What Will Be Done With Fannie And Freddie?

The buzz today comes from the Washington Post’s article about plans for Fannie and Freddie that the Obama administration is kicking around.

Briefly, the thinking seems to be that you set up a good bank/bad bank structure, let the government work out the bad bank loans over time and spin off the good bank in some sort of new mortgage finance structure. The devil, as they say, is in the details. Particularly, whether the new entity is public, private or some combination of the two.

There probably won’t be much argument that we need to dispose of the corpses of Fannie and Freddie sooner rather than later. The government has pledged up to $400 billion in aid to both and has so far pumped in $85 billion. I doubt that anyone has a good handle on exactly what it’s going to cost to unravel all of their bad loans but it has to be done, so we might as well get on with it and take our lumps.

The real point of contention is what you put in their place. The old model, privately owned but implicitly supported by the federal government didn’t work too well. It enabled management to richly reward itself while assuming enormous risks pinioned on a minuscule equity base. There was never any margin for error as we found out to our everlasting sorrow.

Nevertheless, it is going to be hard for the Congress to resist going back to something like the old model with its steady stream of cash available for lobbying and campaign donations as well as a willingness to roll out loan programs designed to appease political interest groups. A truly private company would undoubtedly engage in lobbying and donations but would be more immune to political interference, while a government agency solution would solve the lobbying issue but would be bound to be terribly politicized.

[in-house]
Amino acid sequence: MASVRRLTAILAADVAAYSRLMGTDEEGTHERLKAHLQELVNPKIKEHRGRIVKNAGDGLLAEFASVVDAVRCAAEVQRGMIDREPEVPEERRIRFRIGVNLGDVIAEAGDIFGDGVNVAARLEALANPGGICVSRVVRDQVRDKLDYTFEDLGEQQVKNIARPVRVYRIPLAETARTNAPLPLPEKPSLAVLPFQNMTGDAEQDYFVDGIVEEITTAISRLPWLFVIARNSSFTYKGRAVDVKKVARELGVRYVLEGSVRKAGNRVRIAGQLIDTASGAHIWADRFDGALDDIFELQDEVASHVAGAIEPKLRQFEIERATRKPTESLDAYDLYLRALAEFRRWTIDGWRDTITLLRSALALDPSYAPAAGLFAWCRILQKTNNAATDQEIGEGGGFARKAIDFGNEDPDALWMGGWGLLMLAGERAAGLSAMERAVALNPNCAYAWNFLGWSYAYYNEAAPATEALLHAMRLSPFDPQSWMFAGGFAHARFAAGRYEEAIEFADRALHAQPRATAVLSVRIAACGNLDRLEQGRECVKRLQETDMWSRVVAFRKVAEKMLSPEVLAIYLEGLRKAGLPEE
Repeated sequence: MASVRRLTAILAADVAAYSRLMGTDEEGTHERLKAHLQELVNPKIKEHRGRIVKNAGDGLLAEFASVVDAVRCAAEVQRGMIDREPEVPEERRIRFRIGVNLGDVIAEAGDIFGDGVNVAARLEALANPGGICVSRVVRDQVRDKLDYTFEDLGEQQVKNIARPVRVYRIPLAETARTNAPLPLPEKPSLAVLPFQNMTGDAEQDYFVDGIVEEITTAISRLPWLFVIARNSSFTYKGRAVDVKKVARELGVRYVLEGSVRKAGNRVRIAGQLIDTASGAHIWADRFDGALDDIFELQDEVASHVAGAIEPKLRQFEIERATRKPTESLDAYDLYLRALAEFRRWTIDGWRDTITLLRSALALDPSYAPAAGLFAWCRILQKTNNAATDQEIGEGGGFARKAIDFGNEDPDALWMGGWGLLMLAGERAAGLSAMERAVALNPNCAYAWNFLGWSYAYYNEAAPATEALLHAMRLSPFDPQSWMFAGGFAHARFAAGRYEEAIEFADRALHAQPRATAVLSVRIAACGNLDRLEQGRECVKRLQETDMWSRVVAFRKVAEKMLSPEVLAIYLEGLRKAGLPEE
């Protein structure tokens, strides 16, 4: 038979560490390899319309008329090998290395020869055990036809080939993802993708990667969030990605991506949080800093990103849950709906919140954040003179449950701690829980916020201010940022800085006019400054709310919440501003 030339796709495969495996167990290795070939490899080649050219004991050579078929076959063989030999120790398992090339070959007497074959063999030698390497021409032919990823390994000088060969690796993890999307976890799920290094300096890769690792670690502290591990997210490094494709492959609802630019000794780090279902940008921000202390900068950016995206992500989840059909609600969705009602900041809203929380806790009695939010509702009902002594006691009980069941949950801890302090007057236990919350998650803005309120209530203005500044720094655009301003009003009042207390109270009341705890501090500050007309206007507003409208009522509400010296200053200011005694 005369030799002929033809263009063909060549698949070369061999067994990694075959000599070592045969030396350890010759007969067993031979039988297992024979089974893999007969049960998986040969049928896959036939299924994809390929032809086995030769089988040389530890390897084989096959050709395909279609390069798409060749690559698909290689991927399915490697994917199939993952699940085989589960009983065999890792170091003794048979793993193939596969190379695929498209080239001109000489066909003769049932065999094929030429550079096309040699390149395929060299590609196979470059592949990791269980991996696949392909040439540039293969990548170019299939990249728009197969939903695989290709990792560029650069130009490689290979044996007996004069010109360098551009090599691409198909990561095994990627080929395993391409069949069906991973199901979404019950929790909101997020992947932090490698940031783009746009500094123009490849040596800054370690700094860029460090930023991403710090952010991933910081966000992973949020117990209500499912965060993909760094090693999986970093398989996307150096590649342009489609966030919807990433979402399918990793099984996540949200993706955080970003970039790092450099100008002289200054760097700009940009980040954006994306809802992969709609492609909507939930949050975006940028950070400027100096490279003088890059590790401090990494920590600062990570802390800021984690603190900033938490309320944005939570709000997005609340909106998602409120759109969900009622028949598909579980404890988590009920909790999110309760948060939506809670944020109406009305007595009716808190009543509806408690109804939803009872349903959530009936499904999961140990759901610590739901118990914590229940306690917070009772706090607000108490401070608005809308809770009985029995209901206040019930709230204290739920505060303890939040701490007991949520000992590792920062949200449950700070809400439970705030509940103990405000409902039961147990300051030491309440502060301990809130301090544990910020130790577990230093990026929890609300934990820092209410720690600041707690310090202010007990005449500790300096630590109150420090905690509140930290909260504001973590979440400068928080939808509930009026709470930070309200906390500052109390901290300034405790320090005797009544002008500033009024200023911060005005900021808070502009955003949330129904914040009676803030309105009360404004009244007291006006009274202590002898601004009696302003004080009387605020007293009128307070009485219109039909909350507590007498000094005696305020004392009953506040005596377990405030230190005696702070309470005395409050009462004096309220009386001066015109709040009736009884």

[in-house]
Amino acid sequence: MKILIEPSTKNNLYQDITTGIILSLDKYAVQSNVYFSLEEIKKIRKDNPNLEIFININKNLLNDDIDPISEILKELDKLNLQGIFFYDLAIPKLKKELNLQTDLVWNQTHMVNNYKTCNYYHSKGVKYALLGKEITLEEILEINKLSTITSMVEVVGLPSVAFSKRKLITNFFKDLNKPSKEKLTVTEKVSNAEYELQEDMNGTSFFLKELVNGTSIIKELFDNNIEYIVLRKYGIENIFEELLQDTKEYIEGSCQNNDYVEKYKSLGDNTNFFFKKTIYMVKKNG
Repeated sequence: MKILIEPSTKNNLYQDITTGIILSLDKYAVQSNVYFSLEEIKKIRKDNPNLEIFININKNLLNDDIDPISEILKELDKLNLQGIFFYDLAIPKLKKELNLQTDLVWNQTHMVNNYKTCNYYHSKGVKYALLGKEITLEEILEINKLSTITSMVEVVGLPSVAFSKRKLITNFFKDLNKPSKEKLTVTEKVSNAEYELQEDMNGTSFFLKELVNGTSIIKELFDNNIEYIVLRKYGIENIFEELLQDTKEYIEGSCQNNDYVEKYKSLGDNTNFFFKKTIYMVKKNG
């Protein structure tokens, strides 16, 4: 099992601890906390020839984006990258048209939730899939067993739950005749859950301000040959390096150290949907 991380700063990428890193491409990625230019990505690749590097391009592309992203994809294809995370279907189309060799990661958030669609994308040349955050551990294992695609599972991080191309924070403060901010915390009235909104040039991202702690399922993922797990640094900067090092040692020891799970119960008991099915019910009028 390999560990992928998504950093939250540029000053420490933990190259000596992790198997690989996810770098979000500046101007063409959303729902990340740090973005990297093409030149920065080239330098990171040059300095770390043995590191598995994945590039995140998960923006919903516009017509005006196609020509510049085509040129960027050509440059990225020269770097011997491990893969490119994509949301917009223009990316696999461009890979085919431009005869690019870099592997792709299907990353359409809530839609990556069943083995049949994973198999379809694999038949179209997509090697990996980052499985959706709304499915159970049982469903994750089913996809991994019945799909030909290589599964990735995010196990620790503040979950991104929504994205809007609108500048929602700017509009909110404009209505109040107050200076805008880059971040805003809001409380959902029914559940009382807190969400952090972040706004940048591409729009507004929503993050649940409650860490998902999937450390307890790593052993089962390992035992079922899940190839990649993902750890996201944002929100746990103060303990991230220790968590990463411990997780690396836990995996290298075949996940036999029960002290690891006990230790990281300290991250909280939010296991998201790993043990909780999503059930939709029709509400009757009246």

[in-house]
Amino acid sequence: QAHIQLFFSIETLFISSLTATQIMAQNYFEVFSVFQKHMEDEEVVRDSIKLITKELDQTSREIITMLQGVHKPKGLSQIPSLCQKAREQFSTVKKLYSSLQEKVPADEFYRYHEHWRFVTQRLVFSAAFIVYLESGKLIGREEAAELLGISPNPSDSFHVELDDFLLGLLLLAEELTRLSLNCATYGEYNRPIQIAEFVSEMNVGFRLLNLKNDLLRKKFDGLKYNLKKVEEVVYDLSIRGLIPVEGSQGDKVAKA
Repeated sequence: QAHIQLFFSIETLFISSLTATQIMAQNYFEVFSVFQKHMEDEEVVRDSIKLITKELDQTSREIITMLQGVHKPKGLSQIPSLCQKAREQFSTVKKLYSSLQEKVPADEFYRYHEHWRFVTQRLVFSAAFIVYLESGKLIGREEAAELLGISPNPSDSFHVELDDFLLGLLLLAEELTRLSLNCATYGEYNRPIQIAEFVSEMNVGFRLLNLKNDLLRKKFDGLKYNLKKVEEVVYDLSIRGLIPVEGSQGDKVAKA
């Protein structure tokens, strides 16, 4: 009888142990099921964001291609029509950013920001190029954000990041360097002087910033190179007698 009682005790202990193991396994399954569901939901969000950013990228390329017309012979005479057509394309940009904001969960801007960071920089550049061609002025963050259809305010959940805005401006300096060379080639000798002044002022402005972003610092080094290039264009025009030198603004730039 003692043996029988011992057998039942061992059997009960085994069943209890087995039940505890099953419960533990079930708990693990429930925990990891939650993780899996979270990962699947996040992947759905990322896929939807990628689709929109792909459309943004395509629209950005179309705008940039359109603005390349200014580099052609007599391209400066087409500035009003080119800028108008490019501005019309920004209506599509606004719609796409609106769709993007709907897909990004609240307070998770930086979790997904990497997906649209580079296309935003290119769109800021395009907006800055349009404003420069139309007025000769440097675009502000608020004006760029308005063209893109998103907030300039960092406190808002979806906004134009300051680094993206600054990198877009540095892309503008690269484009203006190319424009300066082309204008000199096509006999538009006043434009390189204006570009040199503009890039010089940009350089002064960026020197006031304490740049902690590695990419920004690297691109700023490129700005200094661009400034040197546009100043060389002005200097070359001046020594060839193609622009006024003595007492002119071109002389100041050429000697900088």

It would be nice to think that any final solution would enjoy a rigorous debate and rethinking about the degree to which we want to stimulate and subsidize homeownership but I think that there is scant chance we would see that. All indications are that there is little appetite for scaling back the degree to which the government supports the housing industry and, of course, between the homebuilders and real estate lobbies, the pressure is tremendous to maintain the status quo.

This really is a pretty important discussion and decision. It’s going to have ramifications for housing — a big piece of the economy — for decades. Based on recent events I think that further government involvement rather than less is probably going to be the outcome.

I hope, however, for a different one.

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